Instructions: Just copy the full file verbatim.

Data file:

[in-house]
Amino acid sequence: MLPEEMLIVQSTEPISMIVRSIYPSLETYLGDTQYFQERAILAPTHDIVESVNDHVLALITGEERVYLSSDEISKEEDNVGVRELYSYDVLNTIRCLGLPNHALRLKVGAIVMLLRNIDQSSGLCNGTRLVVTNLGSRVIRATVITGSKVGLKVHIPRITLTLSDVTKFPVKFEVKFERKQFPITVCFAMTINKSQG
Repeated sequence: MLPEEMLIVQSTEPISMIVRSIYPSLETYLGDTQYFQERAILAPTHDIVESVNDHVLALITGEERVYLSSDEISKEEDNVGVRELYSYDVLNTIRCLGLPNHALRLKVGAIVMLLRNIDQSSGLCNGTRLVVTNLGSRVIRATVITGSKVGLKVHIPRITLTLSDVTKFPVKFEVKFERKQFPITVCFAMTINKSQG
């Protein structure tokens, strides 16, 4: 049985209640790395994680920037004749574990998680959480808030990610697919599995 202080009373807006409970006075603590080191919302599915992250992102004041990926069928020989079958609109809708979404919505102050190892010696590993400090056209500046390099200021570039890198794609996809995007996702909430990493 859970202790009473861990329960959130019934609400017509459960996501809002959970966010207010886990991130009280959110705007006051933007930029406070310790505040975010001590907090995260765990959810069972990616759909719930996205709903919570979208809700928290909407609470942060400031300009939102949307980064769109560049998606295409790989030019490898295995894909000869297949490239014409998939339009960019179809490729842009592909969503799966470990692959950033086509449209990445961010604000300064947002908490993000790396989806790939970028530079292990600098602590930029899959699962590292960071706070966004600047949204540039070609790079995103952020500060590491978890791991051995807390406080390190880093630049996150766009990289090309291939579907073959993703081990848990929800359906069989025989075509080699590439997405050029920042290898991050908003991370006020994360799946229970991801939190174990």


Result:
[in-house]
Amino acid sequence: MLPEEMLIVQSTEPISMIVRSIYPSLETYLGDTQYFQERAILAPTHDIVESVNDHVLALITGEERVYLSSDEISKEEDNVGVRELYSYDVLNTIRCLGLPNHALRLKVGAIVMLLRNIDQSSGLCNGTRLVVTNLGSRVIRATVITGSKVGLKVHIPRITLTLSDVTKFPVKFEVKFERKQFPITVCFAMTINKSQG
Repeated sequence: MLPEEMLIVQSTEPISMIVRSIYPSLETYLGDTQYFQERAILAPTHDIVESVNDHVLALITGEERVYLSSDEISKEEDNVGVRELYSYDVLNTIRCLGLPNHALRLKVGAIVMLLRNIDQSSGLCNGTRLVVTNLGSRVIRATVITGSKVGLKVHIPRITLTLSDVTKFPVKFEVKFERKQFPITVCFAMTINKSQG
């Protein structure tokens, strides 16, 4: 049985209640790395994680920037004749574990998680959480808030990610697919599995 202080009373807006409970006075603590080191919302599915992250992102004041990926069928020989079958609109809708979404919505102050190892010696590993400090056209500046390099200021570039890198794609996809995007996702909430990493 859970202790009473861990329960959130019934609400017509459960996501809002959970966010207010886990991130009280959110705007006051933007930029406070310790505040975010001590907090995260765990959810069972990616759909719930996205709903919570979208809700928290909407609470942060400031300009939102949307980064769109560049998606295409790989030019490898295995894909000869297949490239014409998939339009960019179809490729842009592909969503799966470990692959950033086509449209990445961010604000300064947002908490993000790396989806790939970028530079292990600098602590930029899959699962590292960071706070966004600047949204540039070609790079995103952020500060590491978890791991051995807390406080390190880093630049996150766009990289090309291939579907073959993703081990848990929800359906069989025989075509080699590439997405050029920042290898991050908003991370006020994360799946229970991801939190174990």